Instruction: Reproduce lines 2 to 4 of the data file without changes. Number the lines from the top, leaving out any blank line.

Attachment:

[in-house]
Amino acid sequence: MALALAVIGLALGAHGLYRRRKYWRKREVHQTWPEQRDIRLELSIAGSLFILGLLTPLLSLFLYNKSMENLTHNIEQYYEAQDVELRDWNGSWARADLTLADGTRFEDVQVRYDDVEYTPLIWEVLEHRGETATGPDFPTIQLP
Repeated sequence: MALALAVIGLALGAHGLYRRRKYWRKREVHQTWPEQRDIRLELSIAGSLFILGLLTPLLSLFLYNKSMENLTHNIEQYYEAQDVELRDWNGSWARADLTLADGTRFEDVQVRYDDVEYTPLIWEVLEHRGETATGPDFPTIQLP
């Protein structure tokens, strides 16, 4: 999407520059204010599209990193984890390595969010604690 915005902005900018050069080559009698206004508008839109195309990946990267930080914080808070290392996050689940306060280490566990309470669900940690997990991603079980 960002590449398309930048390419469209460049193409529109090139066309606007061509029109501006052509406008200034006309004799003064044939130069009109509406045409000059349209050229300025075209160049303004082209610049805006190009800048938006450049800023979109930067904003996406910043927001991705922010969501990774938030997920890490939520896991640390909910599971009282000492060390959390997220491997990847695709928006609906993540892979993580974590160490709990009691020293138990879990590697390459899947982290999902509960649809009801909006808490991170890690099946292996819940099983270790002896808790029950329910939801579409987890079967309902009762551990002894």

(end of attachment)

Amino acid sequence: MALALAVIGLALGAHGLYRRRKYWRKREVHQTWPEQRDIRLELSIAGSLFILGLLTPLLSLFLYNKSMENLTHNIEQYYEAQDVELRDWNGSWARADLTLADGTRFEDVQVRYDDVEYTPLIWEVLEHRGETATGPDFPTIQLP
Repeated sequence: MALALAVIGLALGAHGLYRRRKYWRKREVHQTWPEQRDIRLELSIAGSLFILGLLTPLLSLFLYNKSMENLTHNIEQYYEAQDVELRDWNGSWARADLTLADGTRFEDVQVRYDDVEYTPLIWEVLEHRGETATGPDFPTIQLP
């Protein structure tokens, strides 16, 4: 999407520059204010599209990193984890390595969010604690 915005902005900018050069080559009698206004508008839109195309990946990267930080914080808070290392996050689940306060280490566990309470669900940690997990991603079980 960002590449398309930048390419469209460049193409529109090139066309606007061509029109501006052509406008200034006309004799003064044939130069009109509406045409000059349209050229300025075209160049303004082209610049805006190009800048938006450049800023979109930067904003996406910043927001991705922010969501990774938030997920890490939520896991640390909910599971009282000492060390959390997220491997990847695709928006609906993540892979993580974590160490709990009691020293138990879990590697390459899947982290999902509960649809009801909006808490991170890690099946292996819940099983270790002896808790029950329910939801579409987890079967309902009762551990002894």